Preparing for a Financial Winter

Today, we’ll discuss an important topic: real economic depressions. I call them Financial Winters. Economic depressions are an uncomfortable topic to discuss. However, they are important to understand and prepare for.

We live in difficult and unprecedented times. The global pandemic and recession continue. In spite of many changes to the workplace and financial landscape, there are other changes still unfolding. Some of these changes may affect our economy negatively.

The U.S. Federal government continues to borrow and spend in order to stave off a deeper economic recession. The U.S. Federal Reserve continues to create more money through policies of quantitative easing. As much as these policies support prices and investments, borrowing and money creation do not create real wealth.

We undeniably face a massive financial crisis. One far bigger than the economic winter brought on by COVID-19. Fiscal stimulus, deficit spending, and money creation will end at some point. When they do, this will result in a future economic crisis of monumental proportions.

How a future crisis will unfold is not clear. It could unfold in a number of ways, and we want to make sure we protect ourselves.

One way a future crisis could unfold is that the Federal Reserve could raise interest rates and push the economy into a deflationary depression. If that happened, you would want your money in cash.

The Federal government could try to do a structured default on its debt.

The Federal government and Federal Reserve could also try to devalue the currency. This could result in inflation. In this case you would want to have your money in hard assets like commodities and businesses like food, energy and healthcare.

My primary point with describing these scenarios is to educate you. We face a crisis, but how it unfolds is difficult to predict.

There are steps you can take to prepare yourself for any crisis. You can do this in a way that does not dramatically affect you right now, but could potentially make a positive difference for you and your family in the future.

Here are five steps to prepare for a real economic depression:

1. Create additional income. During an economic depression, jobs disappear. Having an emergency fund of at least one year of living expenses is important. You should also set up an additional source of income to supplement your primary job. This could be a side hustle, a separate business, affiliate marketing, or a trade of some kind you can do for neighbors. Even if your additional income declines in a depression, you will have some income.

One method I’ve found to be successful at helping friends and clients increase their income is through Paid Social Media Jobs

This program enables you to work from home at your pace. If you are good with social media, you can make money posting for businesses. This can supplement your income.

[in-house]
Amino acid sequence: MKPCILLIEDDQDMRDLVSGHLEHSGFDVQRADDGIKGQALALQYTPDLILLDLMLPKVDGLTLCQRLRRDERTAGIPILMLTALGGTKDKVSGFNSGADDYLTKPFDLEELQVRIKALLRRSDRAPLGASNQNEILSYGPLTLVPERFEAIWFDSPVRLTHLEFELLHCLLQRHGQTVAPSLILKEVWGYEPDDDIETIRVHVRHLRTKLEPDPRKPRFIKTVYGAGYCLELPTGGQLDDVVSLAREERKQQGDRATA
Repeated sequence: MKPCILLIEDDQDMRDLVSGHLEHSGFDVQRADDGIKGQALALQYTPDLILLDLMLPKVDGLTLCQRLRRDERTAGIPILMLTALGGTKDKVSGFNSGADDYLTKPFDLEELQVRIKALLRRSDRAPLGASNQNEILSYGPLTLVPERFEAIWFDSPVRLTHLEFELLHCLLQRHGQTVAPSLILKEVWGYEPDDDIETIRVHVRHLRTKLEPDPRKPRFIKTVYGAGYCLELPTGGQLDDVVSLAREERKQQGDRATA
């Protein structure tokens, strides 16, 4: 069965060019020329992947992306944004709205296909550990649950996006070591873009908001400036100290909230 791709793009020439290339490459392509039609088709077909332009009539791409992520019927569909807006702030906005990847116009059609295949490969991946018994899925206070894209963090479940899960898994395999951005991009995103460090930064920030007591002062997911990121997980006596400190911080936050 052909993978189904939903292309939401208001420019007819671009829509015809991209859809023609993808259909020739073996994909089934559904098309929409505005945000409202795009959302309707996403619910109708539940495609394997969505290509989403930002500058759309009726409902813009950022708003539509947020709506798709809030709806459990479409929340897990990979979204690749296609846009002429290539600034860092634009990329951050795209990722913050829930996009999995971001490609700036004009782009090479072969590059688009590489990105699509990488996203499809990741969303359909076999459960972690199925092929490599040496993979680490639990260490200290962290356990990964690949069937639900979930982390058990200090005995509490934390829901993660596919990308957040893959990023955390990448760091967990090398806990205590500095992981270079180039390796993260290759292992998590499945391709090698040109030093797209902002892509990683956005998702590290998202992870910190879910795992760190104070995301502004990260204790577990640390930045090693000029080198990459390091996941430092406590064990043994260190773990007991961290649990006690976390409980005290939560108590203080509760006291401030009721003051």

Another method is through affiliate marketing. Twelve Minute Affiliate is a great starting point for learning more about affiliate marketing and the opportunities to earn additional income.

2. Own Foreign Stocks. For those who want to be diversified, this is always a good idea. Never have all of your money in one country. This is a principle of diversification. It applies during the good times and the bad. You can put all of your money in one country, just like you can put all of your money in one stock. But you increase your risk doing that. If you guess it right, you can make a lot of money. If you guess it wrong, you can lose everything. If the US economy declined, it would certainly hurt the rest of the world, but that would not necessarily mean other economies would collapse, too. In fact, historical evidence strongly suggests they would not. That’s why I suggest diversifying your holdings into foreign stocks too, including emerging markets. The best way to hold them is through low-cost index funds and exchange traded funds (ETF).

3. Own some precious metals. I always recommend physical ownership of some gold and silver. I recommend this over ETFs. Physical ownership involves less risk and more flexibility. Never put all your money in gold or silver. If you want to be properly diversified, never put all your money in one stock, one asset, or one country. The most I’ve ever recommended is 25% of your portfolio. For most young people with a long time horizon, I recommend 10%. If young investors have 10% in precious metals, 35% in foreign equities, and 55% in US equities, their investments will still do well if there is an economic collapse. And, if the US economy does fine and rebounds, they’re still going to be okay and receive a decent return on their investments.

4. Have some cash on hand. Having physical cash as part of your emergency fund is a good idea. This serves you even in times of natural disaster or local civil unrest. Even though cash doesn’t earn you a return, it’s good to have some so that if you have difficulty getting cash from a bank or ATM, you still have enough to last you for a period of time.

5. Have some food on hand. Having some food on hand can save you some time, money and risk if you need it. Growing food in your own garden or stocking up on canned goods could make a big difference for you if getting access to food becomes temporarily more difficult.

Preparing for a depression is an important endeavor.

Don’t forget to pick up copies of The Money MissionTax Saving Strategies and The Blended Retirement System.

Have a great weekend, stay safe, and I’ll talk to you again very soon!

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